A footpath along a notorious road could be ready by 2021, thanks to the persistence of one Worthing resident.
Barry Burks has spent the last two years campaigning to connect the current stretches of footpath along Titnore Lane to make it safer for pedestrians after his wife Jean was almost hit by a car in the busy road in 2016.
When it seemed unlikely West Sussex County Council would be able to afford the path, the retired electrical design engineer drew up his own plans with a smaller budget, and the council adopted it.
At a meeting on Friday, representatives from West Sussex County Council met at Mr Burks’ home in Northbrook Cottages – a cul de sac off of Titnore Lane particularly affected by the issue – to discuss the next stage of the path’s construction.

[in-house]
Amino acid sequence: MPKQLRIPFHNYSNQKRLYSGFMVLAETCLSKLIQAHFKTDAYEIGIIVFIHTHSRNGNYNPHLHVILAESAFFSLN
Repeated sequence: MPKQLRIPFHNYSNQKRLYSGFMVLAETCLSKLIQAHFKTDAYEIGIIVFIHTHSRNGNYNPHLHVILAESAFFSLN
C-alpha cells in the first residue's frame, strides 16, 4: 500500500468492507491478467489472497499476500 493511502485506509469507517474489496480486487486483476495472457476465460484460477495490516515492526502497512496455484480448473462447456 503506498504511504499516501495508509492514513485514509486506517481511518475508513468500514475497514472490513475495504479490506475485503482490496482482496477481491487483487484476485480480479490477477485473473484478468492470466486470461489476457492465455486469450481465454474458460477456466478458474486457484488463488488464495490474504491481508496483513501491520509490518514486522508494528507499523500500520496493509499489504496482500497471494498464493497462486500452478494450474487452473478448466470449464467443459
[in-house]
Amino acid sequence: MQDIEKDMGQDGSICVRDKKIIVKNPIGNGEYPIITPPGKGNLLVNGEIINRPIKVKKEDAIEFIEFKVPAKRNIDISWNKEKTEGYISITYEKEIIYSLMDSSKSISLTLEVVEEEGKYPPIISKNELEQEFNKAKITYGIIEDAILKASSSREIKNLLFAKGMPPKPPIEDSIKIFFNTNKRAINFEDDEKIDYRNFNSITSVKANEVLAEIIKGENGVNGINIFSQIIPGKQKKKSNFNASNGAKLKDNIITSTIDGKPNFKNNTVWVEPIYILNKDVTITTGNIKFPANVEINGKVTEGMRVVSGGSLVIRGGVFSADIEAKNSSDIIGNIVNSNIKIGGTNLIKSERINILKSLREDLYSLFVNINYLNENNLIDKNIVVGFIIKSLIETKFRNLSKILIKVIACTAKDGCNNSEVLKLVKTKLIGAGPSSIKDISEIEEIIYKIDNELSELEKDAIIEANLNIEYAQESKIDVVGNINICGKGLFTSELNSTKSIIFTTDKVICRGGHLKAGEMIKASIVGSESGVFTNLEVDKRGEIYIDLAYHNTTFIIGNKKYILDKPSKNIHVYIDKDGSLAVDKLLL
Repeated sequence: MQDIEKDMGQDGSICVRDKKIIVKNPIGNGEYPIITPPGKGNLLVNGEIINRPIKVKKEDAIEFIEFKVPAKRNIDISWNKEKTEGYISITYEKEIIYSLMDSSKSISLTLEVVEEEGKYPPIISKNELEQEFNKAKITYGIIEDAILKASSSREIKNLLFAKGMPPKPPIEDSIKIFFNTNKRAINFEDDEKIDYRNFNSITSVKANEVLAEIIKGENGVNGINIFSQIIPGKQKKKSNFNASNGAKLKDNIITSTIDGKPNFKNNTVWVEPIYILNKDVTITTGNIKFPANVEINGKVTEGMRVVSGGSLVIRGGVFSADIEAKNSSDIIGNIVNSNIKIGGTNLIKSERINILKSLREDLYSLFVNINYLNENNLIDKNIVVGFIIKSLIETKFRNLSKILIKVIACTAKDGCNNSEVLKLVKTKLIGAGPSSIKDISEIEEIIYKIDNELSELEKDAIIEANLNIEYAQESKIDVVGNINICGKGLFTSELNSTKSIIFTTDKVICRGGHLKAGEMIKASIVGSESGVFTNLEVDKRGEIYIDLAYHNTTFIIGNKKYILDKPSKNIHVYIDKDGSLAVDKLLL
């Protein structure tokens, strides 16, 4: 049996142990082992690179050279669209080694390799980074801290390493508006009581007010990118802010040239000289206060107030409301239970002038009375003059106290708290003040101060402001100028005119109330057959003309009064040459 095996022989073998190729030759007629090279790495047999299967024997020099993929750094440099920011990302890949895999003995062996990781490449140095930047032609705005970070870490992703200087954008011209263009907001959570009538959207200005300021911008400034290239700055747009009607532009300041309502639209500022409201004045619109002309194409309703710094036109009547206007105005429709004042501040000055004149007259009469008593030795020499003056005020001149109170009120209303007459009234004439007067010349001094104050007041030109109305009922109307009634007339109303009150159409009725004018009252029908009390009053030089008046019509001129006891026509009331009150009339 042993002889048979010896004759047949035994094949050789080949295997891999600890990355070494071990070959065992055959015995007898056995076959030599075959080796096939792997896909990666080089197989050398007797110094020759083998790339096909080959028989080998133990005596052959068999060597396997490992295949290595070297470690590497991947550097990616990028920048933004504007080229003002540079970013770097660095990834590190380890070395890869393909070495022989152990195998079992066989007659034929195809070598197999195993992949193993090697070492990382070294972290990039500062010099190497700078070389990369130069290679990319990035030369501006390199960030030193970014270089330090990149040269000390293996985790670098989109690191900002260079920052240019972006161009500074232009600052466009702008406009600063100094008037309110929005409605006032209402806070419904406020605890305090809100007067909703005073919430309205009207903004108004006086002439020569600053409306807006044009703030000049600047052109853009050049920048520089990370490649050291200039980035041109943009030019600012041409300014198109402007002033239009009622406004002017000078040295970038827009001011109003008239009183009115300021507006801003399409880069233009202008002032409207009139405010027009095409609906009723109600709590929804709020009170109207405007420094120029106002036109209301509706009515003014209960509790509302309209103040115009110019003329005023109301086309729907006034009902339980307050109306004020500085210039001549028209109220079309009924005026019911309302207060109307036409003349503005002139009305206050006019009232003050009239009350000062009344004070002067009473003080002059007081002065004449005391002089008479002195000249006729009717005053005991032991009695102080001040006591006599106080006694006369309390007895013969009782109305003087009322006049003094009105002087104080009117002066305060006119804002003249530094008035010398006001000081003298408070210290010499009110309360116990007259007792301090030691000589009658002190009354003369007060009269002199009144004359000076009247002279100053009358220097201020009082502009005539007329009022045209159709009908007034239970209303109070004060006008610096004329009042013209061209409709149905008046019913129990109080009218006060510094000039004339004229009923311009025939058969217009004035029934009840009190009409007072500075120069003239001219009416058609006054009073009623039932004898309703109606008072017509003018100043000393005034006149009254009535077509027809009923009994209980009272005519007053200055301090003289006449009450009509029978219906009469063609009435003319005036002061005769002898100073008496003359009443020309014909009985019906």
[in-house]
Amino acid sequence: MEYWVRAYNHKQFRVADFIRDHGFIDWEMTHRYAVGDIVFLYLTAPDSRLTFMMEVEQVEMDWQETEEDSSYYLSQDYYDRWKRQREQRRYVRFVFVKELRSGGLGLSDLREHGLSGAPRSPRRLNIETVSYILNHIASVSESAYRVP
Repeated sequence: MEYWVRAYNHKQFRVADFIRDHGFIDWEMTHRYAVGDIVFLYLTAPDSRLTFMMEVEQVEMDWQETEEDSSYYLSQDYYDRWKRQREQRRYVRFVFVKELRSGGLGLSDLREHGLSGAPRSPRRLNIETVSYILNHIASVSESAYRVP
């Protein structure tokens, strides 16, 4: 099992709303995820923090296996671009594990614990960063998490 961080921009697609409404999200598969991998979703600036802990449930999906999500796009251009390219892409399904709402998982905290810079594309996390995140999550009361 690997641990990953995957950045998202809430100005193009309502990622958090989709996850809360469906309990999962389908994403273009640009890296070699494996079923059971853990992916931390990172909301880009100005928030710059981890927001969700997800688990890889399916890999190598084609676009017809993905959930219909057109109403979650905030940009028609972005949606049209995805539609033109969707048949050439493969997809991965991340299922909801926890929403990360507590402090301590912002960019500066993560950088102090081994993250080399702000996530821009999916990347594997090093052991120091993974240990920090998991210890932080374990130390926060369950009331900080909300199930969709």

Mike Thomas, highway manager for Worthing and Adur at West Sussex County Council, said a feasibility study now needed to be carried out with ‘detailed design’ to address ‘very challenging gradient issues’ regarding the steepness of the path and should be completed within two years, pending any legal issues.
The cost of the scheme had gone up to £216,686 from the £57,141.50 in Barry’s plans – but was still much less than the £1.2million the county council had initially quoted.
Barry said: “It is another step forward. They have to go through certain procedures, but it would be nice to have it done quickly.”
The proposal is to join the existing path by Northbrook College with the existing path next to the children’s play park, to the north of the recreation ground, connecting Durrington to Goring railway station. Jon Rollings, the colleges’ chief operating officer, said the college supported the scheme.
He said: “We certainly feel it is a good idea. We wouldn’t want any students or members of the public walking effectively on the verge of Titnore Lane.”